Tag Archives: Fonske Sapientiae

I love Leuven! Everyone speaks English!!


Of course  I visited Belgium regularly after making England my permanent home.  But you know how it goes, those trips focused on catching up with family rather than exploring the touristy towns and attractions and there had been no need to return to the Alma Mater, my university town Leuven.  Actually, I cannot remember the last occasion when I was in Leuven before my recent sojourn a couple of weeks ago, but I believe the time span should be measured in decades rather than years…



The first thing that hit me after surfacing from the depths of Leuven station was the emptiness.  It was a Friday afternoon.  Deserted streets.  Silence.  The rumblings from the odd bus.  An assortment of bicycles hugging a pedestrianised area.  I did a double take.  Did I accidentally leave the station through the wrong exit?  It took me a while to discover the proper station entrance, roughly in the same place where I was expecting it, but hidden behind an enormous monument that had definitely been added since my last trip to the town…

The whole area has clearly had a serious face-lift recently and motorised, polluting vehicles are now discouraged from entering the town centre giving priority to the humble pedestrians and cyclists.  So much so that I suspiciously eyed  a driver who voluntarily came to a complete standstill to let me cross the road…  After two years navigating the congested streets of India and dodging feckless road users in China, it came as a shock…  Along the streets, wide pavements provide ample space for bicycle stands,  and near the centre of town, a huge underground bicycle garage, complete with bicycle repair shop, makes this one of the most cycle-friendly towns I have ever seen.


On a quest to legalise my hard-earned university degree (more about this in future blogs..), and with Google Maps as my guide, I set off to the KUL’s (Katholieke Universiteit Leuven) admin headquarters.  Map reading has never been my forte, so here and there it was essential to turn to locals to get more precise directions.  Admittedly, I instinctively turned to members of a younger generation, but I was pleasantly surprised to find that even the shopkeeper in the chocolate shop, the assistants in the train station  and a random girl asking ME for directions in French reverted to flawless English without any hesitation.  I had absolutely no need to use my ‘native’ Dutch language.  I love Leuven: EVERYONE SPEAKS ENGLISH!!! I almost felt at home…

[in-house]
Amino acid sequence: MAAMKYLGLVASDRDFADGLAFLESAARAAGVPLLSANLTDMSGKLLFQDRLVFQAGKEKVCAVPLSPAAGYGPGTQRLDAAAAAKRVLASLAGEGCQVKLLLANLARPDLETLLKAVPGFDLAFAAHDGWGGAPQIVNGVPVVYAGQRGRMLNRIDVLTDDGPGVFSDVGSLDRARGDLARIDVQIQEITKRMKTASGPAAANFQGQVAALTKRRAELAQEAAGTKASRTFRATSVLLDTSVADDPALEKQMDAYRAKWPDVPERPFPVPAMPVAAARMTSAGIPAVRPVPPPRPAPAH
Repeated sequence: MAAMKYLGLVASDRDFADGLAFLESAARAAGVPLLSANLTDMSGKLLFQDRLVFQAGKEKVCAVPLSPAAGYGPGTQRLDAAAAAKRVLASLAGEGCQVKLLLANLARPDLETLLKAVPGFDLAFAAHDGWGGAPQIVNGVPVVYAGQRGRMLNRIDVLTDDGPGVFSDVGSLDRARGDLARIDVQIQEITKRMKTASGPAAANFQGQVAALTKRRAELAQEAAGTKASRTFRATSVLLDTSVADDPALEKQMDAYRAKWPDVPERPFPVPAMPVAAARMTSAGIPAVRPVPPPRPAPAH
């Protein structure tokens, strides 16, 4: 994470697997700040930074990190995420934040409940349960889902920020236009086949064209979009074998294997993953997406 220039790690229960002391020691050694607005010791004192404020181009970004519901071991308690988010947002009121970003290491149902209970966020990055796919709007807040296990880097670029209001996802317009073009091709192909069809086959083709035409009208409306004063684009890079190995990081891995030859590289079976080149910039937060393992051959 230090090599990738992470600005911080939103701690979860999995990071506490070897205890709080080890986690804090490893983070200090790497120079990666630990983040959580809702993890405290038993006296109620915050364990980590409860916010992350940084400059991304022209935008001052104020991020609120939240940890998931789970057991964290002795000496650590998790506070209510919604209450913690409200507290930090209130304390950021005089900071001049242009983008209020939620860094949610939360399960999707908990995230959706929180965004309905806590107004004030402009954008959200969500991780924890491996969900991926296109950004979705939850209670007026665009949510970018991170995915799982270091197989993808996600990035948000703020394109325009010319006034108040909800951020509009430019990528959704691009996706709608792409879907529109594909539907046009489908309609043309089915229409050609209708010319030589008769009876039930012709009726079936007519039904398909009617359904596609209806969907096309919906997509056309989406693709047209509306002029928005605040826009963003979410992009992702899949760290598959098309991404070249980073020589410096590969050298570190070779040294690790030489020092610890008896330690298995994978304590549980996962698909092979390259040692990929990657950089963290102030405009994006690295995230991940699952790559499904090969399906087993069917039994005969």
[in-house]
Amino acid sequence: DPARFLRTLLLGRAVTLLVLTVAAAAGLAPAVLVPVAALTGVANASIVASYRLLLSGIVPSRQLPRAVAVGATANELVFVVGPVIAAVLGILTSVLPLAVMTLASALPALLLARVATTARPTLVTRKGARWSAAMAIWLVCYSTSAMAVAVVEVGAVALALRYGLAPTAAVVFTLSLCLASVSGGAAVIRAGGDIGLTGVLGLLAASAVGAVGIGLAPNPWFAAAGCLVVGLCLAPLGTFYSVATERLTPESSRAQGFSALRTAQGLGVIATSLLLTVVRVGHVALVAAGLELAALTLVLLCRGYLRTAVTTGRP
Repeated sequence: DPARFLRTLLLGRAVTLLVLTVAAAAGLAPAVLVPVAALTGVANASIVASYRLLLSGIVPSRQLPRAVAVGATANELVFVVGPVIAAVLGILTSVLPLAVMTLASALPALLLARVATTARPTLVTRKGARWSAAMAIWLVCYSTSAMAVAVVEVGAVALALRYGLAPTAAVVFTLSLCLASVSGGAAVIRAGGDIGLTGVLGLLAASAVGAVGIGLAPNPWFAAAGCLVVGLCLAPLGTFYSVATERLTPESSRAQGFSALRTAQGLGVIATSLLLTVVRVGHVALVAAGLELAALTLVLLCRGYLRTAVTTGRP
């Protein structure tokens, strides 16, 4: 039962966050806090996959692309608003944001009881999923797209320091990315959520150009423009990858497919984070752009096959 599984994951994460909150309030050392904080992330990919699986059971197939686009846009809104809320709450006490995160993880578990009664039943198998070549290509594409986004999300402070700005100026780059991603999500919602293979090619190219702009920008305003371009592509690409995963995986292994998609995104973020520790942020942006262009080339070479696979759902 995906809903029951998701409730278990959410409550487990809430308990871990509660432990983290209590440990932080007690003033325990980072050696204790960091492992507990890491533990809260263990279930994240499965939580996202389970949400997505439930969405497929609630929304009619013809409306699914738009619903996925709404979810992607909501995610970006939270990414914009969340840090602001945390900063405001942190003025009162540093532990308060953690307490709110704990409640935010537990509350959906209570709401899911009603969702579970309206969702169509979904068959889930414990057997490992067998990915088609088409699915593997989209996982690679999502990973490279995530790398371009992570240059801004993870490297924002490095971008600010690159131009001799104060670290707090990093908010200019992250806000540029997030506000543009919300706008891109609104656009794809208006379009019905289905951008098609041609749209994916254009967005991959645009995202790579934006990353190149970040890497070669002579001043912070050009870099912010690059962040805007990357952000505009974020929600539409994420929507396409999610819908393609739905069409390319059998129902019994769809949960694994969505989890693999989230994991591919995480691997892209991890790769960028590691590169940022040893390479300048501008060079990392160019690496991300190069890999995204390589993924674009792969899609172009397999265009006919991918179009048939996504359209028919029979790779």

I passed Fons Sapientiae, or  ‘Fonske’ as Leuven’s famous statue is affectionately known, smiling at memories of student pranks committed after maybe one too many drinks.  A statue celebrating student life as perpetually pouring beer in your head whilst studying the mathematical equation for luck…??  In my days,  the ‘Fountain of Wisdom’* was certainly a source of entertainment and amusement but had not yet been turned into an expensive confectionery.  7 Euros for 8 ‘Leuvense Fonskes’ chocolates…  They’d better be exceptional!! (I still have to open the box… just waiting for the right occasion..)

*The Latin name Fons Sapientiae translates as ‘Fountain of Wisdom’



I deviated from my route and sauntered towards the Oude Markt, where the pubs and restaurants used to keep students awake and alert until daybreak.  No such thing as the British 11:00 pm closing time here… If you stayed long enough, you could catch a hearty breakfast on the way home.   The market square still looked pretty much the same; most bars probably changed ownership by now and new, more trendy names are displayed above the doors, but the Oude Markt has lost none of its charm nor its purpose in a student’s life…



I stopped at Leuven’s impressive 15th century City Hall.  Barely touched by the ravages of two world wars, its restoration was actually not completed until 1983, just after my graduation…  How wonderful to explore the historic city centre, ambling through the cobbled streets, undisturbed by annoying traffic, just breathing in the beauty of  awe-inspiring architectural skills of the past.

And yes, I made it to the university, photocopies of my degree in hand, ready for the official stamp…  After heading to Leuven straight from the airport to start the laborious process of legalisation, the office was closed!!  I arrived just after lunch and the Student Administration Office is only open in the mornings…

It set the tone of things to come in the next few weeks; I just did not know it yet…